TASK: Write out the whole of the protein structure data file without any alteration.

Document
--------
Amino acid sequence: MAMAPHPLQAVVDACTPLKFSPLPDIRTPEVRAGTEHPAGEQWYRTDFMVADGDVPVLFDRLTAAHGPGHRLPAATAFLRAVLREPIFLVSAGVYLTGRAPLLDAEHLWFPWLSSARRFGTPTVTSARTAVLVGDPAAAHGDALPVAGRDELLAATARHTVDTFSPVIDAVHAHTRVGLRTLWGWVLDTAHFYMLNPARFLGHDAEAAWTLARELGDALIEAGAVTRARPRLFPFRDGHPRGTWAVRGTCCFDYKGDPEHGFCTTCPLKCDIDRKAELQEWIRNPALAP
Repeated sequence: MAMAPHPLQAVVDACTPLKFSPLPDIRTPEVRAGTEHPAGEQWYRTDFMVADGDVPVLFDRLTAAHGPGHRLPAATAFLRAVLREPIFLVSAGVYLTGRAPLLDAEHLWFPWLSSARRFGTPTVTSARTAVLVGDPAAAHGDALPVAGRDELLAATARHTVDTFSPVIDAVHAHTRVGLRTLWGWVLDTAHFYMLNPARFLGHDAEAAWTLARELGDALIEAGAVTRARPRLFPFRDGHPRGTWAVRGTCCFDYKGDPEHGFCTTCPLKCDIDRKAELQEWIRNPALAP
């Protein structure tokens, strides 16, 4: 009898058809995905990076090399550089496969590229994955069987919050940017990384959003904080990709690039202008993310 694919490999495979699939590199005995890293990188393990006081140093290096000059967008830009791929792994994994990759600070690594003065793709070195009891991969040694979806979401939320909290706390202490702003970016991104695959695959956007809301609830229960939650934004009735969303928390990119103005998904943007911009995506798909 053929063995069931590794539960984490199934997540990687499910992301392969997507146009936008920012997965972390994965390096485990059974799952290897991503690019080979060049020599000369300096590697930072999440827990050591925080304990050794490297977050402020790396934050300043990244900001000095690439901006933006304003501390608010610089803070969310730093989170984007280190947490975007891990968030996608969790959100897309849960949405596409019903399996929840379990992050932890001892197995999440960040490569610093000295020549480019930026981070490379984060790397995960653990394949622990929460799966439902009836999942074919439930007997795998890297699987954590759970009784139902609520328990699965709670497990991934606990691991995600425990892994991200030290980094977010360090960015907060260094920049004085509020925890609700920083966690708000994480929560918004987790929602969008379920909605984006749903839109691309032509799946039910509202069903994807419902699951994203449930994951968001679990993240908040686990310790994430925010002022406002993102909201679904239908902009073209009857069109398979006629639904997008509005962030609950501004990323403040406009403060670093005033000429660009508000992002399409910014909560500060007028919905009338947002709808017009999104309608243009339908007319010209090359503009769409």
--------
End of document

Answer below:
Amino acid sequence: MAMAPHPLQAVVDACTPLKFSPLPDIRTPEVRAGTEHPAGEQWYRTDFMVADGDVPVLFDRLTAAHGPGHRLPAATAFLRAVLREPIFLVSAGVYLTGRAPLLDAEHLWFPWLSSARRFGTPTVTSARTAVLVGDPAAAHGDALPVAGRDELLAATARHTVDTFSPVIDAVHAHTRVGLRTLWGWVLDTAHFYMLNPARFLGHDAEAAWTLARELGDALIEAGAVTRARPRLFPFRDGHPRGTWAVRGTCCFDYKGDPEHGFCTTCPLKCDIDRKAELQEWIRNPALAP
Repeated sequence: MAMAPHPLQAVVDACTPLKFSPLPDIRTPEVRAGTEHPAGEQWYRTDFMVADGDVPVLFDRLTAAHGPGHRLPAATAFLRAVLREPIFLVSAGVYLTGRAPLLDAEHLWFPWLSSARRFGTPTVTSARTAVLVGDPAAAHGDALPVAGRDELLAATARHTVDTFSPVIDAVHAHTRVGLRTLWGWVLDTAHFYMLNPARFLGHDAEAAWTLARELGDALIEAGAVTRARPRLFPFRDGHPRGTWAVRGTCCFDYKGDPEHGFCTTCPLKCDIDRKAELQEWIRNPALAP
């Protein structure tokens, strides 16, 4: 009898058809995905990076090399550089496969590229994955069987919050940017990384959003904080990709690039202008993310 694919490999495979699939590199005995890293990188393990006081140093290096000059967008830009791929792994994994990759600070690594003065793709070195009891991969040694979806979401939320909290706390202490702003970016991104695959695959956007809301609830229960939650934004009735969303928390990119103005998904943007911009995506798909 053929063995069931590794539960984490199934997540990687499910992301392969997507146009936008920012997965972390994965390096485990059974799952290897991503690019080979060049020599000369300096590697930072999440827990050591925080304990050794490297977050402020790396934050300043990244900001000095690439901006933006304003501390608010610089803070969310730093989170984007280190947490975007891990968030996608969790959100897309849960949405596409019903399996929840379990992050932890001892197995999440960040490569610093000295020549480019930026981070490379984060790397995960653990394949622990929460799966439902009836999942074919439930007997795998890297699987954590759970009784139902609520328990699965709670497990991934606990691991995600425990892994991200030290980094977010360090960015907060260094920049004085509020925890609700920083966690708000994480929560918004987790929602969008379920909605984006749903839109691309032509799946039910509202069903994807419902699951994203449930994951968001679990993240908040686990310790994430925010002022406002993102909201679904239908902009073209009857069109398979006629639904997008509005962030609950501004990323403040406009403060670093005033000429660009508000992002399409910014909560500060007028919905009338947002709808017009999104309608243009339908007319010209090359503009769409």